York PhD student featured in Toronto multimedia exhibit

Alexandra Gelis, an award-winning artist and Environmental Studies PhD student at York University is featured in ArtworxTO: Toronto’s Year of Public Art 2021-2022

“‘With’ and ‘living’ are two words in Greek that define symbiosis,” says Gelis. “It describes an ecological relationship between two organisms from different species – sometimes, but not always, beneficial to both parties.”

Alexandra Gelis holds one of the plants on display in the exhibition. She stands against a green background.
Alexandra Gelis holds part of the With – Living: Migrant Relations installation

The installation exhibits plants, soil, bacteria and stories of migration in a constant biological, political and reciprocal relationship. It encompasses immersive sculptural spaces, using video projections and intricate sound designs reflective of the natural sounds and environment plants originate from. It also explores the traditional hair braid designs where enslaved African women in the 17th century hid their seeds used to help map their escape routes to San Basilio de Palenque.

Through the stories of communities who mapped escape routes to freedom, this exhibit shows the resilience of people, communities and how hair is important across many different cultures,” notes Gelis. “It explores how we change with plants through correlations and co-belonging.”

Offering a sensory experience for visitors, guests are invited to smell, water and touch the plants featured in the exhibit which includes sacred plants such as tobacco, coca and corn from South America as well as edible plants such as taro, cassava and oregano. These plants have been donated to Gelis by relatives and supporters of the project, contributing to the stories of immigrants who have travelled to Canada with plants and seeds that tell their family’s journey, traditions and history of their native country. 

The image shows a series of plant arranged in displays highlighted by single lamps
With – Living: Migrant Relations installation is on display until Sunday, May 29

An old, functioning water pump is featured in the exhibit, revealing the internal chemistry of plants that have been exposed to photographic emulsion and direct sunlight for many hours. This process is called phytography and offers a unique view of plants molecular and chemical exchange. The project invites visitors to interact with the hand pump and to play with the pace of the film. The installation also features a chair where visitors can sit, write and draw their experiential stories with plants, as well as feel the vibration of the soundscapes in their body. 

From this plant-based research-creation, Gelis explores and re-creates ecologies that take shape between plants and people, and between plants and their multi-species symbio-politics interrelationships.

“Through elements like soil and air as well as through plants and animals, there is another voice which can provide a new way to write history. Plants help us to resist, to have better health with medicinal plants such as those given to us by our grandmothers. If we take care of plants, soil and water, we take care of us.”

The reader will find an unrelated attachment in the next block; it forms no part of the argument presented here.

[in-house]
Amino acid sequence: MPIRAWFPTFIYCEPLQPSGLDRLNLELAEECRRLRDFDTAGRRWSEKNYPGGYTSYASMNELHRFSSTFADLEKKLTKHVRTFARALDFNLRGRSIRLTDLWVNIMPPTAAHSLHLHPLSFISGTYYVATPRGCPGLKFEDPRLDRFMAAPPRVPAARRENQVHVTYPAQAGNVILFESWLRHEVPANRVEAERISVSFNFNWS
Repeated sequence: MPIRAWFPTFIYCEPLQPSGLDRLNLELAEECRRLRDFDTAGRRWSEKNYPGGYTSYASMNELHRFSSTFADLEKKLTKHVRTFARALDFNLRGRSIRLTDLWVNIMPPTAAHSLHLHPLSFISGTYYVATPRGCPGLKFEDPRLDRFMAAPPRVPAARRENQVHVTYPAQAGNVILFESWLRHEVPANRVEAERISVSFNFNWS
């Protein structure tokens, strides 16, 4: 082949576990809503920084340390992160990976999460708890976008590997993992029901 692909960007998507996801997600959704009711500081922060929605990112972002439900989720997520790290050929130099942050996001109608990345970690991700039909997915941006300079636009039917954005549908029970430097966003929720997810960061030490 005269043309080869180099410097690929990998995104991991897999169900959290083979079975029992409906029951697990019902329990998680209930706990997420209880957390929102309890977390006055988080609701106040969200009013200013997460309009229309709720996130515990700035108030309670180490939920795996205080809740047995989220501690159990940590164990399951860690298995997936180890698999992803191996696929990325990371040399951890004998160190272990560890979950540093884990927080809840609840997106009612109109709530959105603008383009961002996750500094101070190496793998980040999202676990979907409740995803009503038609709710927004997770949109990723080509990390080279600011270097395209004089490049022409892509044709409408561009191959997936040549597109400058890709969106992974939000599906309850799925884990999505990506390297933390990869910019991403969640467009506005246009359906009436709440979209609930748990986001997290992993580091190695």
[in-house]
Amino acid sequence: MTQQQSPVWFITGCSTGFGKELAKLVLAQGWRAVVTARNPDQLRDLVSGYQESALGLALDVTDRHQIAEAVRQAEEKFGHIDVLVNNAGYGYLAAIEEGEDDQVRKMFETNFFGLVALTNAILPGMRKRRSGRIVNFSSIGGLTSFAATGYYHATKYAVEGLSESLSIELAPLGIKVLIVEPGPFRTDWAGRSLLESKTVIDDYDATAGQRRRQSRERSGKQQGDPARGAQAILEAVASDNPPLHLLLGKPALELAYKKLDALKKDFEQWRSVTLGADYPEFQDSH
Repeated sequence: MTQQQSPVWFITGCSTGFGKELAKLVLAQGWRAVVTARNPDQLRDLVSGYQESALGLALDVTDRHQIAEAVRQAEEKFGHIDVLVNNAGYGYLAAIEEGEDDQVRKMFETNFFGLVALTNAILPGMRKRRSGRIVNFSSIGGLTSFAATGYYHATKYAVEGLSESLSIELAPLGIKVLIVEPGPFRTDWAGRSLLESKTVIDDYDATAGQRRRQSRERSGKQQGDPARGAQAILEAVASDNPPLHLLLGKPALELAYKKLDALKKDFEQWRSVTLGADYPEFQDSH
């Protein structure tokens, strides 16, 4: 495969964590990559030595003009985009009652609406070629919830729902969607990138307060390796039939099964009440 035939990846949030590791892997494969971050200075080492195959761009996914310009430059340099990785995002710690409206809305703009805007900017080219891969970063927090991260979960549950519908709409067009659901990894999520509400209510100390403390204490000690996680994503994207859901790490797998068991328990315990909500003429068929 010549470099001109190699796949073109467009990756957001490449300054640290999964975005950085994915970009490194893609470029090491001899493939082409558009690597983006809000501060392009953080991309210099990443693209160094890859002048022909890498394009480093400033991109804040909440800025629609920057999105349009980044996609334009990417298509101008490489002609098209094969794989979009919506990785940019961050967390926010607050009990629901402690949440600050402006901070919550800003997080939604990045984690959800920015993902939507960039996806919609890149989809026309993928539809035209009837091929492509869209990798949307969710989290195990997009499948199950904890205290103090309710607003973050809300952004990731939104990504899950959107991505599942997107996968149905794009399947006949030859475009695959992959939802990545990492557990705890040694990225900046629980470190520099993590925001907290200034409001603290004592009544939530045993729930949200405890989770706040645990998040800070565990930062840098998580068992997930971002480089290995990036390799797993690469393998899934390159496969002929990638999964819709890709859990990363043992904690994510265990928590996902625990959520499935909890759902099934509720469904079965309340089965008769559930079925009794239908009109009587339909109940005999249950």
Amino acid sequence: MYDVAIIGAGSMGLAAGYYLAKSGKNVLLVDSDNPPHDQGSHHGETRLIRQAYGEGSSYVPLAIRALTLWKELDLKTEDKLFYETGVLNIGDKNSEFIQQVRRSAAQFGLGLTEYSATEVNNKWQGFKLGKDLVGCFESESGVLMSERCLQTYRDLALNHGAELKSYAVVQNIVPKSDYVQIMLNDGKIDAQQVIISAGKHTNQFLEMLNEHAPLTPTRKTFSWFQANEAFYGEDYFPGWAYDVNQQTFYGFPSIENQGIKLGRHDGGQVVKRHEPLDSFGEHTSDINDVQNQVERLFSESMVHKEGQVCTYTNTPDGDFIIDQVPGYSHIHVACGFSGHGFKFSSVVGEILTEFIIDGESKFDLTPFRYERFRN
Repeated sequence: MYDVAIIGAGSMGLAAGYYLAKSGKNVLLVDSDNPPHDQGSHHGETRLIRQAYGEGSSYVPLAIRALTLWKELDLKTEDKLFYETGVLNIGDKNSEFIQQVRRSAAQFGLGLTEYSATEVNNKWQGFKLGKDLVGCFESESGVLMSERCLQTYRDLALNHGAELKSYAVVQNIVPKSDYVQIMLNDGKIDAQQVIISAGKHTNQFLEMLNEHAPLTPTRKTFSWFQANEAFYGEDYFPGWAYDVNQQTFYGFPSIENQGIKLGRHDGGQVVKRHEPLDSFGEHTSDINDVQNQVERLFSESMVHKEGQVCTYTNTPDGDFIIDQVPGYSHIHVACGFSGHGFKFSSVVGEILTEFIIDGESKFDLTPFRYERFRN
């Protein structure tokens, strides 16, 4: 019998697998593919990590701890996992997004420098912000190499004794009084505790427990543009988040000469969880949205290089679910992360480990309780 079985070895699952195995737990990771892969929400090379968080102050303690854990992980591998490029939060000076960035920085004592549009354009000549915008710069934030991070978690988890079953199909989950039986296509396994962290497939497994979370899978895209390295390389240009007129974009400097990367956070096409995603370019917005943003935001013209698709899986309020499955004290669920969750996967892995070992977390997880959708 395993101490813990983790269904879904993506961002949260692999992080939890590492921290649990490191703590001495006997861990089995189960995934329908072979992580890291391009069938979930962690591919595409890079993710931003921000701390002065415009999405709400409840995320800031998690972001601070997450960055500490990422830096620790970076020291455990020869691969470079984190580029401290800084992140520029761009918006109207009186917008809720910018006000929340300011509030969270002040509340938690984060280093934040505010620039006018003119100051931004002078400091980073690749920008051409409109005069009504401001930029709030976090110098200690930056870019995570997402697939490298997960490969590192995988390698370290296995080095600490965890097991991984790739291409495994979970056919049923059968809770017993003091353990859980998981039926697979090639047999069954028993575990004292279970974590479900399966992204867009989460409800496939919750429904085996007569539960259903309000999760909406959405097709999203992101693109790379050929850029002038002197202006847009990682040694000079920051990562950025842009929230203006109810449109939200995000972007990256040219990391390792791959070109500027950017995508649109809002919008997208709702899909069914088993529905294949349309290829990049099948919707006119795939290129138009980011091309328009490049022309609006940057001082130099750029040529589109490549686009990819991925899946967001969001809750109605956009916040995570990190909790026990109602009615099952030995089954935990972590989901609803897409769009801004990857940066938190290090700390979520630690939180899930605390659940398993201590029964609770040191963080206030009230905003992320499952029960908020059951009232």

With – Living: Migrant Relations, represents the semiotically layered resistant and fluid knowledge implied in migration, as well as the implementation of medicinal plants to nourish and heal the body, the land, the spirit, the non-living, the non-human elements in solidarity with different ways of being. The work aims to re-narrate plants as protagonists that shape human history. 

“In a similar way that we move as migrants, a plant also migrates…they move by wind, water, birds, but also in our hands. The exhibition has many levels, one being talking about history and recreating history through the voices of plants, animals, soil and the air,” says Gelis.

Gelis has shown work through many multimedia events and festivals across the world including Ethiopia and Colombia and has worked with Latin American American, Indigenous, transexual and at-risk youth communities across multiple cultural projects. This is the first time her work is being displayed in a mall, a non-traditional art setting. Gelis welcomes visitors to connect to their own memories with plants and soil and explore the deeper meaning of their origin, what they represent and how they shaped the journey of migrants by contributing with their writing and drawings in a book that is part of the installation. These reflections along with the installation itself will be incorporated into Gelis’ last project as part of her PhD. 

Gelis with her co-collaborators
Earth to Tables Legacies group

“Alexandra [Gelis] draws upon her own experiences as an immigrant as well as the curiosity of a scientist, the observational skills of a plant lover, the aesthetic sensibility of a visual artist, the ingenuity of a tech geek, the listening skills of a gatherer of stories,” says Gelis’ PhD supervisor and professor emerita at the Faculty of Environment and Urban Change Deborah Barndt. 

Gelis and Barndt are also working as co-directors for the Earth to Tables Legacies project alongside Lauren Baker, an alumna of York’s Environmental Studies graduate program. 

“Since 2015, we have brought together a small group of food sovereignty activists across big differences – youth and elders, Indigenous and settler, rural and urban, Mexican and Canadian. The exchange of knowledges and practices has culminated in a multimedia website… we are in the final stages of production of an accompanying book, Earth to Tables Legacies: Multimedia Food Conversations Across Generations and Culture, which will be launched in the fall,” adds Barndt. 

Learn more about the free public art exhibit.